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04 October 2011
In a recent decision the High Court clarified the scope of the Montreal Convention(1) in terms of the claims which may be brought under it before the Irish courts. In McAuley v Aer Lingus Limited(2), the plaintiff had sought damages for slander, or alternatively negligent misstatement and/or injurious falsehood and/or intentional infliction of mental suffering and/or breach of the plaintiff's constitutional rights. The defendants claimed that the convention was the only basis on which a claim against a carrier could be advanced by a passenger and that it was limited only to personal injuries. They sought to strike out the plaintiff's claim for showing no reasonable cause of action.
The first defendant is an airline, and the other defendants were two of its employees aboard the relevant flight. At the beginning of the flight, the plaintiff asked for four alcoholic drinks to consume during the three-and-a-quarter-hour flight. The request was allegedly refused on the basis of a policy whereby only two alcoholic drinks could be provided at any one time. It was alleged that the plaintiff queried the policy and sought more alcohol on a number of occasions. On arrival at the destination in Lithuania, the second and third defendants claimed that the plaintiff had been intoxicated aboard the aircraft. They contacted the local police, who escorted the plaintiff from the aircraft before permitting him to leave. The second defendant filed a report with the local police and the incident was subsequently reported in the Lithuanian press.
The plaintiff argued that if the convention were applicable, and was the only basis on which a claim against a carrier could be advanced by a passenger, the effect would be that no cause of action could arise where an airline defames a passenger, which he suggested was anomalous. By contrast, the defendants submitted that the convention was not designed to provide remedies against the carrier to enable all losses to be compensated. Rather, they submitted, it was designed to define situations in which compensation was to be available in the interests of certainty.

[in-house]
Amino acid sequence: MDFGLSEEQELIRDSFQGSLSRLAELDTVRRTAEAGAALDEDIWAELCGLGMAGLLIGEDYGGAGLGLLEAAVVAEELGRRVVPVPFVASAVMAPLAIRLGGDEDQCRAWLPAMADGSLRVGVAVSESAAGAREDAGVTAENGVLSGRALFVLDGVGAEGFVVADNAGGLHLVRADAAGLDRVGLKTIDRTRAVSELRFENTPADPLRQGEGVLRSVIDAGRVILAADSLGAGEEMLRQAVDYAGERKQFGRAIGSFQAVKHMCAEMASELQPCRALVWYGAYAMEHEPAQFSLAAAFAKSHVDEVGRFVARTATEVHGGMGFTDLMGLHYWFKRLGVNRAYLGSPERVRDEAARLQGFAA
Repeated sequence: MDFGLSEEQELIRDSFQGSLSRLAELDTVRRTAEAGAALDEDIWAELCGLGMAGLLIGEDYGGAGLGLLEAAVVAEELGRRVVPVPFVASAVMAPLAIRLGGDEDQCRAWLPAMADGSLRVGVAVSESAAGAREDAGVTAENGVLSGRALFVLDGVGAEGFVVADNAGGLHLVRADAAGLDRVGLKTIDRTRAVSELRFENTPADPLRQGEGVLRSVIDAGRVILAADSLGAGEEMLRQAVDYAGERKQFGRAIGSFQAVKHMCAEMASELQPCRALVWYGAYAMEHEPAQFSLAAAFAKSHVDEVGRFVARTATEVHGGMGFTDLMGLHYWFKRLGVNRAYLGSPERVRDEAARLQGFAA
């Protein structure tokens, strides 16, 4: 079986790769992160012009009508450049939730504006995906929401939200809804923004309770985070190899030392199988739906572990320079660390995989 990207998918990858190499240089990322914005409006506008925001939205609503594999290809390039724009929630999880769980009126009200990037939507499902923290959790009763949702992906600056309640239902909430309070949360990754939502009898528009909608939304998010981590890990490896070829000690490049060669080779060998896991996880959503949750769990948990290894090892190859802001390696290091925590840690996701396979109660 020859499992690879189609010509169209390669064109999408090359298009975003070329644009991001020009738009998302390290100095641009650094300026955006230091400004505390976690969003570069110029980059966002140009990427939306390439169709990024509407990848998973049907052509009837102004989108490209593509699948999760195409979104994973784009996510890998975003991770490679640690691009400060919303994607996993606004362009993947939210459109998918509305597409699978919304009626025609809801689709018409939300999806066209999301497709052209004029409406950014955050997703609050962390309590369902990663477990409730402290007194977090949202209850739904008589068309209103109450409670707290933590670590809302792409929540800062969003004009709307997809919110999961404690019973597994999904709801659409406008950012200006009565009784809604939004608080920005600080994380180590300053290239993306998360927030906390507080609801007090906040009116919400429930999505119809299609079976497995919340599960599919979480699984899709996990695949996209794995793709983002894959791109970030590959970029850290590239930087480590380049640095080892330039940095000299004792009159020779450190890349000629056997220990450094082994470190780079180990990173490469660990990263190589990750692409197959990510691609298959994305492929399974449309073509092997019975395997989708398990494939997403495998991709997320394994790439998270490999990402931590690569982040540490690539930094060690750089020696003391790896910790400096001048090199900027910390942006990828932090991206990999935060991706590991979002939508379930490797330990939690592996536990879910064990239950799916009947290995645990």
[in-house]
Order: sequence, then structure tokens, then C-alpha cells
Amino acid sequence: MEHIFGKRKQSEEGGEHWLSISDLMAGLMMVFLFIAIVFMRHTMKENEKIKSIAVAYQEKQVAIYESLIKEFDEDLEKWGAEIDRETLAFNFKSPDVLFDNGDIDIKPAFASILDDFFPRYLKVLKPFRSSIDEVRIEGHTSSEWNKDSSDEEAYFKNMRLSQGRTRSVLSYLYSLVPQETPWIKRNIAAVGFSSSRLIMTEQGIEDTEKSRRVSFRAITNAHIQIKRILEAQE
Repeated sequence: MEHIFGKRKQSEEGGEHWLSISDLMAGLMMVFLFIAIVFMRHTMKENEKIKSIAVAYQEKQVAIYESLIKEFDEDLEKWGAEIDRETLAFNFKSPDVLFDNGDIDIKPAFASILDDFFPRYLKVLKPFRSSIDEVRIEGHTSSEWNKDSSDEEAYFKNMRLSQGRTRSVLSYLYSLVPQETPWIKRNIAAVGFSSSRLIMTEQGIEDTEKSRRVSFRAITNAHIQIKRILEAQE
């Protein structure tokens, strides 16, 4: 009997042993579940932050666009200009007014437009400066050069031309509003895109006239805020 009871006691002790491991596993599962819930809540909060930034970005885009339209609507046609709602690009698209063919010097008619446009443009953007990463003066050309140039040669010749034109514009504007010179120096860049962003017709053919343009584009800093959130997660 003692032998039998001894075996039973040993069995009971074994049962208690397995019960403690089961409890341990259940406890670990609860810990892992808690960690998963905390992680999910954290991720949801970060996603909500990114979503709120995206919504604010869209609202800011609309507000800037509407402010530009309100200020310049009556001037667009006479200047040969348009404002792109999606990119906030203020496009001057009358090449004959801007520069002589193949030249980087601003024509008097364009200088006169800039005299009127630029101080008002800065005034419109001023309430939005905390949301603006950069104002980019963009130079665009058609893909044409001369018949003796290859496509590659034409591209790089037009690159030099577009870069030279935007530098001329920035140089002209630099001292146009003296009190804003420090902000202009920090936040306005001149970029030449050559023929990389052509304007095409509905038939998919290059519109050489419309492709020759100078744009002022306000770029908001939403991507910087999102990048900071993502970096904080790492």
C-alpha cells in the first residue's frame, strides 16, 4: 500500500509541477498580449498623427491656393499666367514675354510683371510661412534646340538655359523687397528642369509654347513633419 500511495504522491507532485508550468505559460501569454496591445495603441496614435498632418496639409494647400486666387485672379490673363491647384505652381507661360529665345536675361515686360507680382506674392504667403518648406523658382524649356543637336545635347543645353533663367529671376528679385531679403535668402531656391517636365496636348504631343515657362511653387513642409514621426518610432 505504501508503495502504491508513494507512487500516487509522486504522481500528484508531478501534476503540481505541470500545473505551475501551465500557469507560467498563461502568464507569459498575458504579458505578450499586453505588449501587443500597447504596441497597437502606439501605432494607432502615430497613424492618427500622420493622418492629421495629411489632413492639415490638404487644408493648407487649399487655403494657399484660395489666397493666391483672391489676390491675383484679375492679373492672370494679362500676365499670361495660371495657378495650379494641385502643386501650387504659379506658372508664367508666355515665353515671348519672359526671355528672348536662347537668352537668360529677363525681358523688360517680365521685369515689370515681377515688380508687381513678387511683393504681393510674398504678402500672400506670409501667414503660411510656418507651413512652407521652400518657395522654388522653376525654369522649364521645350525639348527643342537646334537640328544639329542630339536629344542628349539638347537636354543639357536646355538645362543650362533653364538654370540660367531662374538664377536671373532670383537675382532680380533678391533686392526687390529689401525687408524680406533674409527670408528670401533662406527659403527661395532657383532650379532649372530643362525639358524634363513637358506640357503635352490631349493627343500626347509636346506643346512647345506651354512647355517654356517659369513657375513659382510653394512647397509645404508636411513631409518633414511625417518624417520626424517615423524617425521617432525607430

Judge Hedigan considered the jurisdiction of the High Court to strike out a plaintiff's claim, noting both the applicable rules of the superior courts and the inherent jurisdiction of the court to strike out unsustainable proceedings. He noted that such an application will not succeed once the ingredients of a good cause of action are pleaded. He affirmed an earlier ruling that the jurisdiction to strike out proceedings is to be "exercised sparingly and only in clear cases".(3) In addition, for any conflicts of fact, the court must fully accept all averments on the plaintiff's behalf, even if contested.(4) He also acknowledged that the court should consider the pleadings in each particular case and determine whether a claim could properly be described as unsustainable having regard to any relevant prior rulings.(5) In the current context, Hedigan opined that a number of previous rulings were relevant to the question of whether the plaintiff's claim had no reasonable chance of succeeding. Before considering them, he looked at the relevant provisions of the convention.
Relevant provisions of Montreal Convention
Article 1.1 states: "This Convention applies to all international carriage of persons, baggage or cargo performed by aircraft." Article 17.1 states that:
"The carrier is liable for damage sustained in the case of death or bodily injury of a passenger upon condition that the accident which caused the death or injury took place on board the aircraft or in the course of any of the operations of embarking or disembarking."
Article 29 states that:
"In the carriage of passengers, baggage and cargo, any action for damages, however founded, whether under this Convention or in contract or in tort or otherwise, can only be brought subject to the conditions and such limits of liability as are set out in this convention without prejudice to the question as to who are the persons who have the right to bring suit and what are their respective rights..."